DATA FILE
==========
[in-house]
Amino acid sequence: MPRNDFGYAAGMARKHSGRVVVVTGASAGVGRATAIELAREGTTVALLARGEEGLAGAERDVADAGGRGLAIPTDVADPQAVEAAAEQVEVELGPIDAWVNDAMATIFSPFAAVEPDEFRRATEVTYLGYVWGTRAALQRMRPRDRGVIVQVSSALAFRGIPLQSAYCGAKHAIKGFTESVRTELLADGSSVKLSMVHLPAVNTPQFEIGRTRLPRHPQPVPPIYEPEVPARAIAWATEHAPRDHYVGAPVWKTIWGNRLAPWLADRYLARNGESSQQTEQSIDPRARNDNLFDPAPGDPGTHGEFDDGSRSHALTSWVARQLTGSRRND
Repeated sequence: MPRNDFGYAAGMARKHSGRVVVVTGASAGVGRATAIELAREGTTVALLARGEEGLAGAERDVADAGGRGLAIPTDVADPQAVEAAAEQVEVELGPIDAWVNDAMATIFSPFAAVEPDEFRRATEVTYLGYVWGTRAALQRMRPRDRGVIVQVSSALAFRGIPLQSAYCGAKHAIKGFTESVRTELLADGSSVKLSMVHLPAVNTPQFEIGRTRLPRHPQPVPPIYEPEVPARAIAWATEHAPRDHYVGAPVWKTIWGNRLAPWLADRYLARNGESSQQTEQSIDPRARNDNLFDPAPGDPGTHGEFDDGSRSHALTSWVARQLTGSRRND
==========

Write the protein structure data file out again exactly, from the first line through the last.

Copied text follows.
[in-house]
Amino acid sequence: MPRNDFGYAAGMARKHSGRVVVVTGASAGVGRATAIELAREGTTVALLARGEEGLAGAERDVADAGGRGLAIPTDVADPQAVEAAAEQVEVELGPIDAWVNDAMATIFSPFAAVEPDEFRRATEVTYLGYVWGTRAALQRMRPRDRGVIVQVSSALAFRGIPLQSAYCGAKHAIKGFTESVRTELLADGSSVKLSMVHLPAVNTPQFEIGRTRLPRHPQPVPPIYEPEVPARAIAWATEHAPRDHYVGAPVWKTIWGNRLAPWLADRYLARNGESSQQTEQSIDPRARNDNLFDPAPGDPGTHGEFDDGSRSHALTSWVARQLTGSRRND
Repeated sequence: MPRNDFGYAAGMARKHSGRVVVVTGASAGVGRATAIELAREGTTVALLARGEEGLAGAERDVADAGGRGLAIPTDVADPQAVEAAAEQVEVELGPIDAWVNDAMATIFSPFAAVEPDEFRRATEVTYLGYVWGTRAALQRMRPRDRGVIVQVSSALAFRGIPLQSAYCGAKHAIKGFTESVRTELLADGSSVKLSMVHLPAVNTPQFEIGRTRLPRHPQPVPPIYEPEVPARAIAWATEHAPRDHYVGAPVWKTIWGNRLAPWLADRYLARNGESSQQTEQSIDPRARNDNLFDPAPGDPGTHGEFDDGSRSHALTSWVARQLTGSRRND